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Jan 19, Jim Beatty rated it liked it. This one came early from the philosophy and culture series. A little out of date with essays on collegiate playoff and instant replay. Certainly recommend Dylan and Lebowski over this one.

Football and Philosophy: Going Deep by Michael W. Austin

Jul 11, Joshua Finnell rated it liked it Shelves: nonfiction , philosophy. The usual grist in a philosophy of popular culture text. There are no discussion topics on this book yet. About Michael W. Michael W. Books by Michael W. Trivia About Football and Phil No trivia or quizzes yet. Welcome back. Just a moment while we sign you in to your Goodreads account. The sport brings in massive amounts of revenue to high schools and both public and private universities as spectators enjoy a unique and celebratory social scene.

Professional football teams across the country cultivate and foster a sense of community in urban areas.

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Surely a game this influential, with its hallowed traditions, treasured festivities, and clearly defined cultural presence, resonates far beyond recreational importance. Austin, reveals how a sport followed by millions reflects our deeper values, beliefs, and priorities. Austin and other contributing writers bring unique perspectives to this thought-provoking collection of essays. Daniel Collins-Cavanaugh ponders whether the salary cap makes the NFL a fairer league, and Joshua Smith offers his own review of the instant replay.

While the book is unafraid to tackle serious topics, touching on ethics, religion, and the nature of reality itself, the collection is designed to be accessible for any interested reader and was written, first and foremost, for fans of the game. As Austin notes, football fans and philosophers definitely have one quality in common: they both love to argue. Football and Philosophy engages in the debates of both groups, illuminating how the fields are intertwined.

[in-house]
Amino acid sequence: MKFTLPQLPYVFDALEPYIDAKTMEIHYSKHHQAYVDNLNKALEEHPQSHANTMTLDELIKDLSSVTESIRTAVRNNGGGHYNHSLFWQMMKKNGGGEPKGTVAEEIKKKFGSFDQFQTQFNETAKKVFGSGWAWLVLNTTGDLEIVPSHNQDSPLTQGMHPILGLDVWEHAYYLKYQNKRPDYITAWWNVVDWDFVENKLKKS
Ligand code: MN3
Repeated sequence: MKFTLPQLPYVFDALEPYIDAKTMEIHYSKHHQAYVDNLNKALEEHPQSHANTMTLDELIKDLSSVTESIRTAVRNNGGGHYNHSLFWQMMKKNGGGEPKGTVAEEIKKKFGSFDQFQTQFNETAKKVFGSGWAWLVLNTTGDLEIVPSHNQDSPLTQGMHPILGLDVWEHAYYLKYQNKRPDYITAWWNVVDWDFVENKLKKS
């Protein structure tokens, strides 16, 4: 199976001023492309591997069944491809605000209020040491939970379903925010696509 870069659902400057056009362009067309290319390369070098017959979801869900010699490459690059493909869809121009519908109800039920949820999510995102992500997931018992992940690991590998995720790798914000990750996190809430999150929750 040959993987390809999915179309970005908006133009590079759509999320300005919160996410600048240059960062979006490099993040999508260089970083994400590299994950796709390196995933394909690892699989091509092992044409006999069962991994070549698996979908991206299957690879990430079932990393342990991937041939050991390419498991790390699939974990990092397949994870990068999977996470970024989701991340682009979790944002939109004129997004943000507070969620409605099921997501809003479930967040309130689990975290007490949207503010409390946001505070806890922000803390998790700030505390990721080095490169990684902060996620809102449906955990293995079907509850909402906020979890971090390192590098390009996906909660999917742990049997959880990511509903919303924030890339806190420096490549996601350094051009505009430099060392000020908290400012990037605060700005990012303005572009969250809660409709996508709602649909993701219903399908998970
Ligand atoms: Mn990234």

The writing is not only deep and philosophical, but approachable and conversational. Soccer would have once, not too long ago, been seen as a topic unsuitable for intellectual analysis, something beneath the dignity of philosophical inquiry. Soccer may be the most elemental passion I have. The only thing my family felt it had going for it was that we were from Liverpool. The main proof of the existence of the place we were from was our team.

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My dad was a fanatical Liverpool Football Club fan and a kind of connoisseur of the game. Much of what I believe to be true philosophically In a country like Britain, which was arguably a socialist or social democratic country in the decades following the Second World War before being swiftly demolished by Margaret Thatcher and what came after, soccer is perhaps the last vestige of that socialist ideal.

Players may come and go, but the fans are there for an awful long time, and they have a memory. People can watch in whatever way they choose.

POP CULTURE: Pop and Philosophy

By definition not every team can win. Most teams are going to lose.

So, to be a fan of a team and to be a scholar of the history of that team is also to be schooled in failure and disappointment. So maybe what differentiates the occasional fan from the serious fan is the realism of the serious fan. Yes, it was a little bit of a dirty secret when I was a student. Soccer now is a very different animal. It commands an extraordinary amount of attention. The internet has been bad for some things, like human life, but good for other things, like soccer.

The internet has opened up a serious level of discourse on the sport. I kept my love of the game — and Liverpool Football Club in particular — to myself. The only writing about it at the time was on the back pages of the tabloid newspapers in England. In many ways, soccer is more accurate. There are a number of answers to this question, but one is that the popularity of the game in the Latino population needs to be brought into the soccer mainstream.

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That would be something with a profound political effect. When I think about my team, I know our best player is Brazilian and our second best player is Egyptian. If the team that you love and you watch every week is dominated by foreigners, it gives you a different view of the world.